Banks, mortgage industry tightening home loan standards
SIKESTON -- Despite government initiatives, including steady interest rate cuts, the mortgage industry is making it even harder to borrow for home buyers or those who want to refinance their home loans -- even those with good credit.
For new home buyers and those seeking to refinance, it can mean higher down payments and a higher bar for credit scores, among other requirements.
"We haven't had any stricter limitations on our loans or anything like that. It's mostly changes in the secondary market," said Terry Williams, community bank president at Southern Missouri Bank in Sikeston. This is the strictest he's seen the industry in his 25 years in the lending business -- and said it's similar to how the market was about 20 years ago.
Secondary loans are those that the banks sell to lenders such as Wells Fargo, CitiBank and J.P. Morgan Chase, among others.
"They are tightening their underwriting guidelines," agreed Elizabeth Lorenz, assistant vice president at First State Bank and Trust in Sikeston. Secondary loans such as those are always used in cases where a buyer wants a fixed mortgage, she said -- while the bank does the paperwork, it doesn't provide the financing.
That's leading to a drop in the number of people being approved. "Previously, a lot of these mortgage companies would take a little bit more of a risk," said Charlette Vanover, mortgage lender at Montgomery Bank. "Before, a lot of these mortgage companies would finance just about anybody, but not anymore."
Williams said one of the biggest changes is that 100 percent financing is more rare -- which leaves buyers with more money to come up with for a down payment. "Now it's more like 95 or 97 percent," he said. "They're cutting back on their loan to value."
He's also noticed that lenders now require higher credit scores for buyers.
Lorenz pointed out another hurdle for those looking for a new home loan. "Fannie Mae and Freddie Mac no longer offer the stated income products," she said. That means instead of more or less accepting the stated income of an applicant, the companies are checking it out.
Locally, the bank is looking at home loan applicants' discretionary incomes more closely, said Lorenz.
"We have to make sure the buyer has a lot more discretionary income than they did before, because of fuel prices, which are passed down on other prices," said Lorenz. "Before it was going to service debt, and now it's used to keep up with household expenses."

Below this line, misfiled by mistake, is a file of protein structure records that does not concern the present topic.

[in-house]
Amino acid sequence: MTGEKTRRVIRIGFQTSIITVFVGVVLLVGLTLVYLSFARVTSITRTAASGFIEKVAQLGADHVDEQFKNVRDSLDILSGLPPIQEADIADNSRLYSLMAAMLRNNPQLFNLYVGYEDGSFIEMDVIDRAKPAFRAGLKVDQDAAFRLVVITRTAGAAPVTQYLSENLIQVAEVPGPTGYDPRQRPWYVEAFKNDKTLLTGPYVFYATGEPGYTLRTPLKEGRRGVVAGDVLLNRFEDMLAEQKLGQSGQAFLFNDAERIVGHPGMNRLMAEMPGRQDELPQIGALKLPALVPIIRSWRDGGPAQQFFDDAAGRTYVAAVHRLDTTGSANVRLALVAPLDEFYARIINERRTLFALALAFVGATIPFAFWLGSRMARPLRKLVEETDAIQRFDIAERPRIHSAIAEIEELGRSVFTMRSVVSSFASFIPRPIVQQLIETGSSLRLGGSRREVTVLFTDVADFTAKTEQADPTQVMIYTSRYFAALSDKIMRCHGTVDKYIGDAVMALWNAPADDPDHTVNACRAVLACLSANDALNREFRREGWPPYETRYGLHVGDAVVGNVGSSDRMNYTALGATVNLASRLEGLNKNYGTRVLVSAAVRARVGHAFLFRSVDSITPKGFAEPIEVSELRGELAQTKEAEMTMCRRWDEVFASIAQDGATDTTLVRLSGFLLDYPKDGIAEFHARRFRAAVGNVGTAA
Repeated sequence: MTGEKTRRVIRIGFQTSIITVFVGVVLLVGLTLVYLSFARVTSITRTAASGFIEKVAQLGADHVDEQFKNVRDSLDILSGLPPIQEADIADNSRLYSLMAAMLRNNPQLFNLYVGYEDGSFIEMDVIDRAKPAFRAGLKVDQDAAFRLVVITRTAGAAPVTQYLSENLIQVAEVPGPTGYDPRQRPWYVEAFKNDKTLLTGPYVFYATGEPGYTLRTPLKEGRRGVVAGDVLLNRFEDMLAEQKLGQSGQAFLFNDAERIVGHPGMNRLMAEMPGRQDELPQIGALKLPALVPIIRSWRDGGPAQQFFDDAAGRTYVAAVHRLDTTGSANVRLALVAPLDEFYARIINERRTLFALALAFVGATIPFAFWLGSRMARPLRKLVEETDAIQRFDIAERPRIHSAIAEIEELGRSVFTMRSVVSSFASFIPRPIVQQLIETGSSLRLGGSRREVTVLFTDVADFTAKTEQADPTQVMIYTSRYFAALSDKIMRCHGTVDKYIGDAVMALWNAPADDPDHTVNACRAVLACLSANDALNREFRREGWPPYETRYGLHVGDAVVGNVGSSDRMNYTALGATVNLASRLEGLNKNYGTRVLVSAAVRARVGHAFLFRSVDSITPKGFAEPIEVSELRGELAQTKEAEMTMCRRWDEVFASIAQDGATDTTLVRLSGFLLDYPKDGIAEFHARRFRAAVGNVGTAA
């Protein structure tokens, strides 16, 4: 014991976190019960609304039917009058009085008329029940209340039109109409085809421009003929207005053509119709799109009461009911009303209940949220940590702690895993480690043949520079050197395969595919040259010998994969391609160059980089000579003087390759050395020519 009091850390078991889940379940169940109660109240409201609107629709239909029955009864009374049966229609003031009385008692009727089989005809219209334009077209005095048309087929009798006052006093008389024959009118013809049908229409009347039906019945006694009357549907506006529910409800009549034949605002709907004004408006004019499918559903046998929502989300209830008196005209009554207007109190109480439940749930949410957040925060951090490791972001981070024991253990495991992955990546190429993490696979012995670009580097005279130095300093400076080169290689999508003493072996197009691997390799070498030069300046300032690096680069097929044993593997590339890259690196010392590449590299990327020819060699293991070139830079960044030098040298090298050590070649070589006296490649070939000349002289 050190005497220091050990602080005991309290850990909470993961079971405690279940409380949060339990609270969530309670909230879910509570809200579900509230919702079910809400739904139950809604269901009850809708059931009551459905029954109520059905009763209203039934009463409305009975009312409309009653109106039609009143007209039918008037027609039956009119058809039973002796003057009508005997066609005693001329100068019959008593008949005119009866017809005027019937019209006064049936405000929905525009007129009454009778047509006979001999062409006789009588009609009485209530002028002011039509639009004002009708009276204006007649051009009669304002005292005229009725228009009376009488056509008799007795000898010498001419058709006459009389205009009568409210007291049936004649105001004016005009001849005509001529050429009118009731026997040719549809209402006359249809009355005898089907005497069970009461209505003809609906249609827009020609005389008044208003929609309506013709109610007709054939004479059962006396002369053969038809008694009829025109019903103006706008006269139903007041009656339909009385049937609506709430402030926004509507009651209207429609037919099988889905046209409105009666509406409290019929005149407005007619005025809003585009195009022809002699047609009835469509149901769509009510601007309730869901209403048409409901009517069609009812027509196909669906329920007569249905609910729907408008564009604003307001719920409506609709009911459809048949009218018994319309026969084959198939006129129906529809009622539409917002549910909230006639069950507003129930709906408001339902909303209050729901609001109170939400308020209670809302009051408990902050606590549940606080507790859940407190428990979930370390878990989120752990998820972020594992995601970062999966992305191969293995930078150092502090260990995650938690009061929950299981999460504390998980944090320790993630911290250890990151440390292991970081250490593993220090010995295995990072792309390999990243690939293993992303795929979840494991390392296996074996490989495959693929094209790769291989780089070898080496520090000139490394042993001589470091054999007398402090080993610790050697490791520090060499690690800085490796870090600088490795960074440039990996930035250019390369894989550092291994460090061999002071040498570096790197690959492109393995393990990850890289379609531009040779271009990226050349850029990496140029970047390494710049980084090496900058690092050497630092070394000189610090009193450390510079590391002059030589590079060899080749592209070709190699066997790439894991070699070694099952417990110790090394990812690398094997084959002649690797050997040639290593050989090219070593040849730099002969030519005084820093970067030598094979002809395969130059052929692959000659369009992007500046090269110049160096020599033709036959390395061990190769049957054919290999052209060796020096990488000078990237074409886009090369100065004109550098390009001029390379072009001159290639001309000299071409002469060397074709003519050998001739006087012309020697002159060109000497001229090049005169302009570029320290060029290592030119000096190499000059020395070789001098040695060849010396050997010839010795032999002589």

Vanover added: "You want them to own the house, not the house to own them."
The toughest restrictions are in markets where home prices are falling -- mostly on the East and West coasts, Williams pointed out.
However, there is some good news. The lower rates do give buyers the opportunity to lock in a home loan with a low rate, due to recent rate cuts by the Fed. "It's still a good time to come in and try to lock something in -- especially for those with adjustable rates looking to refinance," said Williams.
And there are likely many people looking to do that, said Lorenz. "A lot of subprime mortgages are set up for the person to have a fixed rate the first two to three years and after that, it adjusts every six months. A lot of people are no longer able to afford those rates," she said.
"If there is someone with an adjustable rate mortgage and their balance is such that they want to refinance, I would really consider this to be the time," suggested Vanover. "I think it's an excellent time."
Williams added that, for the most part, the tightening of guidelines will affect new purchasers more than those just looking to refinance.
The three encouraged people to continue doing as others have for years: start looking into credit scores and home loans well before looking for homes to buy.
"Know where you stand so that you're not surprised," suggested Lorenz.
"It's a good idea to go online and check credit reports," agreed Willliams.
He offered another piece of advice: to shop around when it comes to home loans. "And if you're uncertain about the information you're given, ask questions."
The Associated Press contributed to this report.